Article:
How Hackers Use Zero-Day Exploits to Target Companies and Individuals

What is a zero-day exploit?

In the realm of cyberattacks and computer security, a zero-day exploit is the most feared type of attack. A zero-day exploit is a type of cyberattack that takes advantage of a software vulnerability that the software vendor is not yet aware of. Consequently, the vendor has not had the opportunity to release a patch or an update that would fix the vulnerability. This gives the attacker an advantage over their target as the target has no chance of being prepared nor able to defend against the attack.

Zero-day exploits are called so because they occur on the very same day that the software vulnerability is discovered and are exploited immediately. This means that the target organization or individual has no time to prepare for the attack, let alone defend against it.

Historically, the term zero-day refers to the days between the discovery of the vulnerability and the release of the vendor's patch. Zero-day attacks were relatively rare until the 2000s when cyberattackers began using them more frequently.

So how does a zero-day exploit work?

When a developer discovers a vulnerability in software, they report it to the software vendor. These vulnerabilities may be discovered by researchers examining the code of software or through the use of automated security tools.

Once the software vendor gains knowledge of this vulnerability, they develop a patch or an update that addresses the issue. If an attacker gains knowledge of the vulnerability before the vendor, they may use it to their benefit to cause major damage to the target. The attacker would create malware or a malicious code that exploits the vulnerability. They then wait for the right moment to launch the attack most likely for financial gain.

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Nowadays, zero-day exploit attacks are no longer the realm of governments and only the most sophisticated hackers can carry them out. They are now sold on the dark web, which means that less technical but malicious persons who can afford it, can purchase these exploits and execute attacks successfully.

Real-life examples of zero-day exploits

While zero-day exploits can be elusive and hard to detect, they can cause significant damages that take a lot of time and effort to remedy. There been several high-profile examples of zero-day attacks over the years, which include:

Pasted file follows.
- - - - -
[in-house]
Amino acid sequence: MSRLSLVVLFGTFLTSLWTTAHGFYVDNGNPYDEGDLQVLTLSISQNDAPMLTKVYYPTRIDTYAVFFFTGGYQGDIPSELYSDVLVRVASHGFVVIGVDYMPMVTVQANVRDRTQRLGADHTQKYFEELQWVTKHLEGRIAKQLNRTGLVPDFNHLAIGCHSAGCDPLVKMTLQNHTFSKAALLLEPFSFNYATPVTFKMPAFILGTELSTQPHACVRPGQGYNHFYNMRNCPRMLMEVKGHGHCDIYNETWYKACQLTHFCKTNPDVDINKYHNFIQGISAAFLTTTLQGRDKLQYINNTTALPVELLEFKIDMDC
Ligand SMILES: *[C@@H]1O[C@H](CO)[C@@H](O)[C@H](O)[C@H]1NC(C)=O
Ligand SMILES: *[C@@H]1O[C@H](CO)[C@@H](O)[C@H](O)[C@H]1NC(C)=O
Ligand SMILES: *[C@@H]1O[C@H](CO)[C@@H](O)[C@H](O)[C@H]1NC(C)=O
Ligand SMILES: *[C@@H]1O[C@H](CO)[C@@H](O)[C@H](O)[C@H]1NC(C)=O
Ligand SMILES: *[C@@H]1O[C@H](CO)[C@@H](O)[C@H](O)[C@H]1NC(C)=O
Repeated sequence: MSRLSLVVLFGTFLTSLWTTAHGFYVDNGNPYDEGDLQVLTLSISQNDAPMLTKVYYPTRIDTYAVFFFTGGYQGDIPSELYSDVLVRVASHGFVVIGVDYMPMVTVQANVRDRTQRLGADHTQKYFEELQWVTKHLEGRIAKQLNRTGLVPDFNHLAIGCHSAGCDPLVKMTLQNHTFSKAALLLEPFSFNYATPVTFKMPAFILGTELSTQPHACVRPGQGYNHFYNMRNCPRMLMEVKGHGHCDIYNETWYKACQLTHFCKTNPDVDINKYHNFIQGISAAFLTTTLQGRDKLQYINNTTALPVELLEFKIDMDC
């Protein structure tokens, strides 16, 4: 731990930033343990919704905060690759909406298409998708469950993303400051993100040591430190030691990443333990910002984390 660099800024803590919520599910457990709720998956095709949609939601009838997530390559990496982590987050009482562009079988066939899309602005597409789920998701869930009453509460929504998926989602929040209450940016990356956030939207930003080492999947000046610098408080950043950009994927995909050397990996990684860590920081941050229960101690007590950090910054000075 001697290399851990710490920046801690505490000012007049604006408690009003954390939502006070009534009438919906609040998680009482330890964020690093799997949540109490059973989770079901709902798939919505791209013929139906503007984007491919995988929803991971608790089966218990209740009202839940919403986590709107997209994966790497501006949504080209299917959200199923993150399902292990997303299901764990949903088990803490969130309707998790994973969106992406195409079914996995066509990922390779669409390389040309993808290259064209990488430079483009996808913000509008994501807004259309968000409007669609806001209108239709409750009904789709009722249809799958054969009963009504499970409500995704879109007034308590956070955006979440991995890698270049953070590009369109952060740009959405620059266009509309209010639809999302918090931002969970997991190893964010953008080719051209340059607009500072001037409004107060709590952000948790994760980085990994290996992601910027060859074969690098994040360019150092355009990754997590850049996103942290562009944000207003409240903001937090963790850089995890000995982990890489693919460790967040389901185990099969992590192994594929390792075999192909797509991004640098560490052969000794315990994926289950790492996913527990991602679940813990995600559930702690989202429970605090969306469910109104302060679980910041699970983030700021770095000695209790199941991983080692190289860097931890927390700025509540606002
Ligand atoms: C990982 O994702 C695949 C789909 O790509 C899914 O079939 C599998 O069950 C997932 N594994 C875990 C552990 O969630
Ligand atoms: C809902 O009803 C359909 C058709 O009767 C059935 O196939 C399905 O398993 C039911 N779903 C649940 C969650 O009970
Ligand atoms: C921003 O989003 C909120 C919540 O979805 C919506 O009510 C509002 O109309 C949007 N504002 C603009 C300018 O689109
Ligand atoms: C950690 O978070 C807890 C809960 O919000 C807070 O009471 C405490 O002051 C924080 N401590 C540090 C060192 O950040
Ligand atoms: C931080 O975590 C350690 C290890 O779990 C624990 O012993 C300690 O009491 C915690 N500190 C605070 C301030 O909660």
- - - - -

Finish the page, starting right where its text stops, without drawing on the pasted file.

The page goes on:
Stuxnet – One of the most famous zero-day attacks is the Stuxnet worm. It was designed to damage Iran's nuclear program. It managed to spread to computers across the globe and caused physical damage to the centrifuges in Iran's nuclear facilities.

WannaCry – This was a ransomware attack that used a vulnerability in Microsoft Windows to spread itself across networks. The attackers demanded a payment of $300 in bitcoins to restore an individual's files, and more than 300,000 computers were infected.

Equifax data breach – In 2017, Equifax, one of the largest credit bureaus in the US, announced a data breach that exposed the personal details of over 147 million Americans. The company suffered this attack through a vulnerability in their web application software that was exploited using a zero-day exploit.

How can you protect yourself against a zero-day attack?

As we’ve seen, zero-day attacks can be devastating, and in most cases, they are not the average hacker. When an attacker chooses to launch a zero-day attack, they would have conducted extensive research and know their target inside and out. Therefore, it’s essential to take proactive measures to reduce the risk of being exploited.

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Limit software installation – It's always a good practice to only install software that is necessary to do your job; any additional software on your system creates more opportunities for vulnerabilities to exist.

Keep your software up to date – Regularly updating your software ensures that the latest patches are applied, and your systems are best prepared to protect against the most recent exploits discovered.

Virtualize applications – Virtualizing applications minimizes the attack footprint. Doing this makes it harder for attackers to gain entry, and any vulnerabilities will not give them access to the underlying operating system.

Use multi-factor authentication – Using multi-factor authentication ensures that hackers cannot gain access to your sensitive information even if they have your password through phishing or other means.

Conclusion

A zero-day exploit is undoubtedly the nightmare of any cybersecurity professional and organization. Attackers use them to gain an advantage over their targets and cause damage that can take years to remedy. While zero-day exploits can be severe, there are ways to reduce the risks of a successful attack. Proactive measures like keeping software up to date, implementing multi-factor authentication, and limiting software installation can go a long way in keeping your organization safe. Cybersecurity professionals must continue to monitor this threat in an ever-evolving world of cyberattacks and protect against these dreaded zero-day exploits.

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